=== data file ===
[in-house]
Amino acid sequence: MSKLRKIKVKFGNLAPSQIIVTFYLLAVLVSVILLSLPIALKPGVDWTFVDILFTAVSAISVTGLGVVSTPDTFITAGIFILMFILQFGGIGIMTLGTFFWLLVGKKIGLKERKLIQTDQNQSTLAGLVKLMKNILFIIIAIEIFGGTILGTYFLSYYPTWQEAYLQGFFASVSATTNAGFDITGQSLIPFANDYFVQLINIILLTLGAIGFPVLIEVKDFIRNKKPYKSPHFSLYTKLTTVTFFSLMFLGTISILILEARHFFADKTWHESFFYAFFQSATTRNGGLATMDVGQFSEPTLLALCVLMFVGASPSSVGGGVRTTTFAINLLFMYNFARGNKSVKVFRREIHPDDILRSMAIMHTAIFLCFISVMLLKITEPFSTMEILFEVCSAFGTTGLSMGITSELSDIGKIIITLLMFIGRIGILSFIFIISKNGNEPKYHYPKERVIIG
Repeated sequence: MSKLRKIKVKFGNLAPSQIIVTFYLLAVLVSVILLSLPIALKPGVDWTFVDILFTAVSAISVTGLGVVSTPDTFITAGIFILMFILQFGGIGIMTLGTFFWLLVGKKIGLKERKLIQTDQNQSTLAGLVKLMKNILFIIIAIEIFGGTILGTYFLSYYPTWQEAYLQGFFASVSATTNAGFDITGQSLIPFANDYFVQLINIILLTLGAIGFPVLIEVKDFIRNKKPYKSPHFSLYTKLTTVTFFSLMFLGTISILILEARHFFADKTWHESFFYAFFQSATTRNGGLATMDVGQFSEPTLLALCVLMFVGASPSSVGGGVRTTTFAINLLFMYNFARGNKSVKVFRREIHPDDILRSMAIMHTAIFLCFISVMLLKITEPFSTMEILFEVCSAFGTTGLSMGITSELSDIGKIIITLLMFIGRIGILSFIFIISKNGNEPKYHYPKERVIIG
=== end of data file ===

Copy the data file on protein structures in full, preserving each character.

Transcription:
[in-house]
Amino acid sequence: MSKLRKIKVKFGNLAPSQIIVTFYLLAVLVSVILLSLPIALKPGVDWTFVDILFTAVSAISVTGLGVVSTPDTFITAGIFILMFILQFGGIGIMTLGTFFWLLVGKKIGLKERKLIQTDQNQSTLAGLVKLMKNILFIIIAIEIFGGTILGTYFLSYYPTWQEAYLQGFFASVSATTNAGFDITGQSLIPFANDYFVQLINIILLTLGAIGFPVLIEVKDFIRNKKPYKSPHFSLYTKLTTVTFFSLMFLGTISILILEARHFFADKTWHESFFYAFFQSATTRNGGLATMDVGQFSEPTLLALCVLMFVGASPSSVGGGVRTTTFAINLLFMYNFARGNKSVKVFRREIHPDDILRSMAIMHTAIFLCFISVMLLKITEPFSTMEILFEVCSAFGTTGLSMGITSELSDIGKIIITLLMFIGRIGILSFIFIISKNGNEPKYHYPKERVIIG
Repeated sequence: MSKLRKIKVKFGNLAPSQIIVTFYLLAVLVSVILLSLPIALKPGVDWTFVDILFTAVSAISVTGLGVVSTPDTFITAGIFILMFILQFGGIGIMTLGTFFWLLVGKKIGLKERKLIQTDQNQSTLAGLVKLMKNILFIIIAIEIFGGTILGTYFLSYYPTWQEAYLQGFFASVSATTNAGFDITGQSLIPFANDYFVQLINIILLTLGAIGFPVLIEVKDFIRNKKPYKSPHFSLYTKLTTVTFFSLMFLGTISILILEARHFFADKTWHESFFYAFFQSATTRNGGLATMDVGQFSEPTLLALCVLMFVGASPSSVGGGVRTTTFAINLLFMYNFARGNKSVKVFRREIHPDDILRSMAIMHTAIFLCFISVMLLKITEPFSTMEILFEVCSAFGTTGLSMGITSELSDIGKIIITLLMFIGRIGILSFIFIISKNGNEPKYHYPKERVIIG